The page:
17. ^ a b c Vashi, Ashish (2009-11-23). "Ahmedabad turned Akbar veggie". The Times of India. Retrieved 2009-11-23. 
  18. ^ <Jahangir's Vow of Non-Violence, Ellison B. Findley, Journal of the American Oriental Society, Vol. 107, No. 2 (Apr. - Jun., 1987), pp. 245-256
  19. ^ Akbar as Reflected in the Contemporary Jain Literature in Gujarat, Shirin Mehta, Social Scientist, Vol. 20, No. 9/10 (Sep. - Oct., 1992), pp. 54-60
  20. ^ a b c d M. S. Commissariat, ed. (1996) [1931]. Mandelslo's Travels in Western India (reprint, illustrated ed.). Asian Educational Services. pp. 101–102. ISBN 978-81-206-0714-9. 
  21. ^ Gazetteer of the Bombay Presidency: Ahmedabad. Government Central Press. 1879. p. 285. 
  22. ^ Carl Olson (2015). Indian Asceticism: Power, Violence, and Play. Oxford University Press. p. 177. ISBN 978-0-19-022533-9. 
  23. ^ von Glasenapp 1925, pp. 507-508.
  24. ^ Reynold Nicholson, A literary history of the Arabs, Charles Scribner & Sons, pages 317-324
  25. ^ a b Natana Delong-Bas (2010). The Five Pillars of Islam: Oxford Bibliographies Online Research Guide. Oxford University Press. pp. 3, 15. ISBN 978-0-19-980414-6. 
  26. ^ Dundas 2002, pp. 90–99, 104–105, 229–233.
  27. ^ a b Jaini 1998, pp. 162-165, 295-296.
  28. ^ Jeffrey M. Shaw; Timothy J. Demy (2017). War and Religion: An Encyclopedia of Faith and Conflict. ABC-CLIO. p. 635. ISBN 978-1-61069-517-6. 
  29. ^ Robert C. Solomon; Kathleen M. Higgins (1998). A Passion for Wisdom: A Very Brief History of Philosophy. Oxford University Press. pp. 11–22. ISBN 978-0-19-511209-2. 
  30. ^ Thomas R. McFaul (2006). The Future of Peace and Justice in the Global Village: The Role of the World Religions in the Twenty-first Century. Greenwood Publishing. pp. 27–40. ISBN 978-0-275-99313-9. 
  31. ^ "From the article on Tawhid in Oxford Islamic Studies Online". Oxfordislamicstudies.com. 2008-05-06. Retrieved 2014-08-24.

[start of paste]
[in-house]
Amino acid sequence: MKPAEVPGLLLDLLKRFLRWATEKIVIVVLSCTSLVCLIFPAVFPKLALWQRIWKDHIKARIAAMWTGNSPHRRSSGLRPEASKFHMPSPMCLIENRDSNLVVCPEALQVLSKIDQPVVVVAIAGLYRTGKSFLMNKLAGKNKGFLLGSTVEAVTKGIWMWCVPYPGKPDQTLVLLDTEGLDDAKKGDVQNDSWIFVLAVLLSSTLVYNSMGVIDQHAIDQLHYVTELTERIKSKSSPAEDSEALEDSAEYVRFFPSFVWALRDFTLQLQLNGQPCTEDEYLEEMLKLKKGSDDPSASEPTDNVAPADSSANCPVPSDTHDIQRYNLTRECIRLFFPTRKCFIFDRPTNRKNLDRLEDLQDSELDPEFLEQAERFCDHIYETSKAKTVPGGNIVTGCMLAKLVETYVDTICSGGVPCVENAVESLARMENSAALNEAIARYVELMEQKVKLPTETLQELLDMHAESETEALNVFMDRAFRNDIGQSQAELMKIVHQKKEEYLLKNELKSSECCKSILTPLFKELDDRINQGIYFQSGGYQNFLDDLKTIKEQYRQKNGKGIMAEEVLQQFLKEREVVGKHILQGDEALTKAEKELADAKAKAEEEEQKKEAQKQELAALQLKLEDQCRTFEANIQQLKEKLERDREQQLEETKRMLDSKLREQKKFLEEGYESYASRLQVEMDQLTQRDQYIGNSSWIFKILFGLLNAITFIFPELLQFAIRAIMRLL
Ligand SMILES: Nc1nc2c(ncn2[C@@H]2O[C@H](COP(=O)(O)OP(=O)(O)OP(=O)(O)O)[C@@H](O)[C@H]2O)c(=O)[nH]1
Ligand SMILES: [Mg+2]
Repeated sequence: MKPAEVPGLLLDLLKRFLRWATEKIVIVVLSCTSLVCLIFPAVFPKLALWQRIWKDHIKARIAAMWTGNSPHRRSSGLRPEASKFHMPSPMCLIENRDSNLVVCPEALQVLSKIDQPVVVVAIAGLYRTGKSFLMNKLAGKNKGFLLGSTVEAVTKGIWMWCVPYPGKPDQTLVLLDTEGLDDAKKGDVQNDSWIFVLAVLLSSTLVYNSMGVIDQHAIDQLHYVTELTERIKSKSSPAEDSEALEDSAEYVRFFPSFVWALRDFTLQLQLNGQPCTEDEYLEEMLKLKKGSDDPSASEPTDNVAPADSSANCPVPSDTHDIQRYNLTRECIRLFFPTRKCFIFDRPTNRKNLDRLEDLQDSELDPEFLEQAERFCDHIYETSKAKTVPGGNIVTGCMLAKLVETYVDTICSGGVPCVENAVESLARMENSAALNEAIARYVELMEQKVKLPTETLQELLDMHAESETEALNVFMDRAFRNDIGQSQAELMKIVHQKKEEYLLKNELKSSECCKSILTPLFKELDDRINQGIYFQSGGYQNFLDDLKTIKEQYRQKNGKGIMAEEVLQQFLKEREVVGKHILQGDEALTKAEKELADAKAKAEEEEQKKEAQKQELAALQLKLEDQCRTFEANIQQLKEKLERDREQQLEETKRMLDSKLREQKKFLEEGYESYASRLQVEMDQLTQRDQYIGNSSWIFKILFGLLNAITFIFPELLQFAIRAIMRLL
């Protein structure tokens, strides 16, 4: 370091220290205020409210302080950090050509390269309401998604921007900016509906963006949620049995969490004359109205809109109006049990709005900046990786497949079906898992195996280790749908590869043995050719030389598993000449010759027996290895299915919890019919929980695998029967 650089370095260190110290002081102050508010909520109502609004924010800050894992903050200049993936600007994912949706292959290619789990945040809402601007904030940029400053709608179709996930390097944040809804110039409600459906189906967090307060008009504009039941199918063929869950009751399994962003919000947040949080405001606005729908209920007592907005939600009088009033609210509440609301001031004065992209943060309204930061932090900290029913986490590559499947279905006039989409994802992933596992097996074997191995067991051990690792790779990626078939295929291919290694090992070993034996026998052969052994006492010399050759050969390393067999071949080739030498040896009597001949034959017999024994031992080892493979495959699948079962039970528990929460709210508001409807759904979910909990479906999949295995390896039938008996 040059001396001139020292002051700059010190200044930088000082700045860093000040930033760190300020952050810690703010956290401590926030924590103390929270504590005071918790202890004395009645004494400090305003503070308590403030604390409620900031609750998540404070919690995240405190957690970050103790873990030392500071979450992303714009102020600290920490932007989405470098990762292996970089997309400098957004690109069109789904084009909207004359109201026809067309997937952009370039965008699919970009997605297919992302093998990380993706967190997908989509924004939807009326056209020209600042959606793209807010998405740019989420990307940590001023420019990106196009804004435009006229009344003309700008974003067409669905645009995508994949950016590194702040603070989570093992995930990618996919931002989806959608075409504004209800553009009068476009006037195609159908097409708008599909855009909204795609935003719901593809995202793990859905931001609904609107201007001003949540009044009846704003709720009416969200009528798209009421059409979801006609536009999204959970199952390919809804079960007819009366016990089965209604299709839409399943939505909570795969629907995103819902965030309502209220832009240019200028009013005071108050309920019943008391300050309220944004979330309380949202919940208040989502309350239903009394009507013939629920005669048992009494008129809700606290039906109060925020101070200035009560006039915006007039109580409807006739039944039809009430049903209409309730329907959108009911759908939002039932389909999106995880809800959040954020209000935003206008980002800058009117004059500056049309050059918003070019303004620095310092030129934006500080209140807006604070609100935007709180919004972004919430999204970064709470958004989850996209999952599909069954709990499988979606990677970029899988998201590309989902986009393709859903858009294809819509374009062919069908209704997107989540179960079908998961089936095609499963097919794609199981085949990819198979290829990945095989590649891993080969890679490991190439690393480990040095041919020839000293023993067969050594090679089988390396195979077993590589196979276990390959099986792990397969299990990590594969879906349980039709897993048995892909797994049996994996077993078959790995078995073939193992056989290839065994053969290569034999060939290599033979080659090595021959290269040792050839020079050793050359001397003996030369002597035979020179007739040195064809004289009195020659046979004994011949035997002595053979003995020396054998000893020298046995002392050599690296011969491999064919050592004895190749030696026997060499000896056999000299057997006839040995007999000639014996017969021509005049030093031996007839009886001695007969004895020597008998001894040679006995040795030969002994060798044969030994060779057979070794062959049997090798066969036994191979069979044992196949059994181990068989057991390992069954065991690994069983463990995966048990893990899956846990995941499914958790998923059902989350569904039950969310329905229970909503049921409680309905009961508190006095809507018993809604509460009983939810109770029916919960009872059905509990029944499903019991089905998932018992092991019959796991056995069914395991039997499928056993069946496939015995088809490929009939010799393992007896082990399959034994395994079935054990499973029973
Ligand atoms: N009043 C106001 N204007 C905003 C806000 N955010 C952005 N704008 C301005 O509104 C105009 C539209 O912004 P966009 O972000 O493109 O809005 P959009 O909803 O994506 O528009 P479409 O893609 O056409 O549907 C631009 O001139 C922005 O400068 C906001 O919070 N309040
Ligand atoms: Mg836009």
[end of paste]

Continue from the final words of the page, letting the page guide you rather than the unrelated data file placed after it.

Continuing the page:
32. ^ Margaret Puskar-Pasewicz (2010). Cultural Encyclopedia of Vegetarianism. ABC-CLIO. p. 93. ISBN 978-0-313-37557-6. 
  33. ^ a b Catharina Raudvere (2014). Islam: An Introduction. I.B.Tauris. p. 198. ISBN 978-1-84885-084-2. 
  34. ^ Riaz, Mian; Chaudry, Muhammad M. (2004). Halal food production. CRC Press. pp. 1–2, 17, 195–196. ISBN 978-1-58716-029-5. 
  35. ^ Esposito, John (2011). What everyone needs to know about Islam. Oxford University Press. p. 119. ISBN 978-0-19-979413-3. 
  36. ^ a b c Jane Idelman Smith; Yvonne Yazbeck Haddad (2002). The Islamic Understanding of Death and Resurrection. Oxford University Press. pp. 23–24. ISBN 978-0-19-028880-8. 
  37. ^ a b Norman C. McClelland 2010, pp. 122-123.
  38. ^ John L. Esposito (2004). The Oxford Dictionary of Islam. Oxford University Press. pp. 137, 249. ISBN 978-0-19-975726-8. 
  39. ^ Norman L. Geisler; Abdul Saleeb (2002). Answering Islam: The Crescent in Light of the Cross. Baker Academic. p. 109. ISBN 978-0-8010-6430-2. 
  40. ^ Jaini 1998, pp. 217-236.
  41. ^ a b Dundas 2002, pp. 14–16, 102–105.
  42. ^ Jaini 1998, pp. 226-228.
  43. ^ Tara Sethia (2004). Ahimsā, Anekānta, and Jainism. Motilal Banarsidass. pp. 30–31. ISBN 978-81-208-2036-4. 
  44. ^ Dundas 2002, p. 177-180.
  45. ^ W. J. Johnson (1995). Harmless Souls: Karmic Bondage and Religious Change in Early Jainism with Special Reference to Umāsvāti and Kundakunda. Motilal Banarsidass. pp. 196–197. ISBN 978-81-208-1309-0. 
  46. ^ Spencer C. Tucker (2010). The Encyclopedia of Middle East Wars. ABC-CLIO. p. 1176. ISBN 978-1-85109-948-1. 
  47. ^ Eric O. Hanson (2006). Religion and Politics in the International System Today. Cambridge University Press. pp. 102–103. ISBN 978-0-521-61781-9. 
  48. ^ Dundas 2002, pp. 55–59, 177–182.
  49. ^ Malise Ruthven (2006). Islam in the World. Oxford University Press. p. 153. ISBN 978-0-19-530503-6.  Quote: "the famous Hadith, "there is no monasticism in Islam the monasticism (Rahbaniya) of my community is the Jihad."
  50. ^ a b c Esposito, John (2003). The Oxford dictionary of Islam. Oxford University Press. p. 22. ISBN 978-0-19-512559-7. 
  51. ^ Ali, Kecia (2008). Islam : the key concepts. Routledge. pp. 10–11. ISBN 978-0-415-39638-7. 
  52. ^ a b Dundas 2002, pp. 4-5, 120-123.
  53. ^ T.K. Tukol (1980). Jainism in South India, in Compendium of Jainism. Harvard University Archives. OCLC 8964694. 
  54. ^ Sangave 2001, p. 21.
  55. ^ Paul Dundas (2003). Jainism and Buddhism, in Buswell, Robert E. ed. Encyclopedia of Buddhism, New York: Macmillan Reference Lib. ISBN 0028657187; p. 383
  56. ^ Damien Keown; Charles S. Prebish (2013). Encyclopedia of Buddhism. Routledge. pp. 127–130. ISBN 978-1-136-98588-1. 

References[edit]